New coordinates are calculated (Re& Rm'), (Rw(, Rs() and the moving
average technique is applied on them to produce data variation along the
regression line in a smooth curve, which does not necessarily coincide with
the regression line. The new points are projected on the original x-y system
as filtered R2v, RE, Rs, Rw values, which undergo further smoothing along
each direction of measurement for the i = 1, 2 . . . . , n observations with the
moving average technique. This technique requires each reading at time i to
be substituted by the average of three consecutive readings at times i - 1 , i,
and i+1. End readings are replaced by their average with the adjacent
reading. The process is repeated until each reading replacing the previous
one does not differ from it more than 1 dial unit.
The final values as they have been filtered with the least squares and
moving average techniques are ready to be processed for the calculation of
the dial changes and displacements and graphical presentation of the results.

Dial Changes and Displacement Calculations


The filtered data are used to produce graphs of dial changes versus depth
and displacement versus depth. Also, graphs of displacements versus time
and displacements in the four compass directions for characteristic displace-
ment planes may be produced.
Calculations on the filtered data are made for the determination of the
incremental changes in angle or displacement. Angle changes 3 vq degrees
are converted into displacements S using the equation
S = s sin zl ~, (4)
where s is the distance between successive readings, and
sin A v~ = ( (Rat - Rs) initial - (RN -- Rs) present x
(instrument calibration factor). (5)
Filtering Probe Inclinometer Data 65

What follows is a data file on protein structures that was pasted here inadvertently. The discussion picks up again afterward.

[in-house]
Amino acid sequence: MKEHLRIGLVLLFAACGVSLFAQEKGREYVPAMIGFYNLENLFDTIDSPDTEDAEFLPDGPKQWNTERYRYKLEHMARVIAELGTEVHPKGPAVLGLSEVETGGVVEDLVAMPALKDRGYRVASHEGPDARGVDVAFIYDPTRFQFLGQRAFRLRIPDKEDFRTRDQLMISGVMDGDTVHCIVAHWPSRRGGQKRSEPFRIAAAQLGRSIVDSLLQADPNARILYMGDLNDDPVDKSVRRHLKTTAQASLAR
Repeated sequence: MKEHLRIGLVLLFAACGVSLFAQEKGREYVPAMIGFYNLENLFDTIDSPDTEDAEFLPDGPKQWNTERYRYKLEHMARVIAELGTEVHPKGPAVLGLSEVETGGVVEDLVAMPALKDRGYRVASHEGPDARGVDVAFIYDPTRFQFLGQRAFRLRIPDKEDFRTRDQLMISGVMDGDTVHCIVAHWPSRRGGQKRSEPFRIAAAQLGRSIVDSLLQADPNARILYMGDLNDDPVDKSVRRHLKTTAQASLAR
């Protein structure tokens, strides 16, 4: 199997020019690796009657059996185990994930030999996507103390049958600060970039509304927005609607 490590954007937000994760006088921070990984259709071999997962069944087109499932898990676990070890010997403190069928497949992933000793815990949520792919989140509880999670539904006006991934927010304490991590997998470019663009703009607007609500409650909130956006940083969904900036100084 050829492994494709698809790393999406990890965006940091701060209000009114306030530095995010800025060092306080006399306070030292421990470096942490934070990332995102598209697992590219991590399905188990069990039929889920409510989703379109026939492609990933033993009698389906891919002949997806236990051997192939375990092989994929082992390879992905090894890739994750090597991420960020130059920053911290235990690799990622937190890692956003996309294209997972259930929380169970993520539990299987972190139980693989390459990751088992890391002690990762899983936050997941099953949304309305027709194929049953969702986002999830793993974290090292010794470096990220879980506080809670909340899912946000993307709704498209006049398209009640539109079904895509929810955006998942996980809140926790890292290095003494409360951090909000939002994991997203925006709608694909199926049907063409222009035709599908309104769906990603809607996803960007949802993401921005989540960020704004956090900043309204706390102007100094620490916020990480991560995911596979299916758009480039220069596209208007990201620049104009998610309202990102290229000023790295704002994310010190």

Summing displacements from the bottom to the top of the guide tube, a
graphical presentation of total displacement versus depth is produced.
The probe inclinometer measures displacements in directions perpen-
dicular to the borehole axis, so that the lateral ground movement of the
casing can be localized. Readings taken over a period of time for the same
borehole are used to determine the magnitude, direction and rate of move-
ment of the rock slope. The two most frequently prepared plots are the

5D

45

} 3s
g

I'''~II1"1''~'~ RE{I,RESSION LINE

2S

tD
B

I ME ( DAY~ )

Fig. 5. Diagram of displacement vector versus time for measurements taken by precision
surveying in the field, and regression line representation

angle changes or dial changes versus depth and the displacements versus
depth. These plots are drawn for north-south and east-west pairs separately,
considering north and east directions of movement positive, while south and
west measurements are negative.
Calculation of the resultant of the two vectors of dial changes in the
two major compass directions gives the measure of deviation from the bore-
hole axis of the total dial change. It has been noted that the original data
with inherent systematic and random errors indicate considerable noise in
the resultant vector dial change plot, while this noise is absent in the filtered
data plot. The peak of dial changes at depth 285 feet (86.78 m) in Fig. 4
indicates a major sliding plane with dial change values gradually increasing.
Indication of sliding planes at depths 19, 189, 241, and 299 feet (5.79, 57.61,
73.46, 91.14 m) in Fig. 2 constitute only minor movement events in the dia-
gram of filtered readings of Fig. 4.
High precision surveying performed using a benchmark near the posi-
tion of the slope indicator borehole gave measurements of displacements
plotted versus time in Fig. 5. These measurements taken over a period of
250 days, which included the period of slope indicator measurements, display
a variation due to random errors in the measurements. Regression analysis
applied to these measurements gives the dotted line of the diagram in Fig. 5.
66 E.C. Kalkani:

-g

a8

ca

"~,.=

,-~ o

>

S~3~3WI77I~ ~ N3W3OVT~SIO

g~
Filtering Probe Inclinometer Data 67

Points on this line represent the best estimates of the displacement values
with respect to time. Considering that the period of the 12 consecutive mea-
surements with the slope indicator is approximately 165 days, it is easily
calculated that the corresponding displacement shown by the regression line
of Fig. 5 is 26.4 millimeters (displacement = regression line solpe time =
0.16 x 165 = 26.4 mm). This value of displacement is not far from the value
of 27 mm displacement indicated by the slope indicator. Vectors of dis-
placements along the north-south and east-west axes plotted for every 2 feet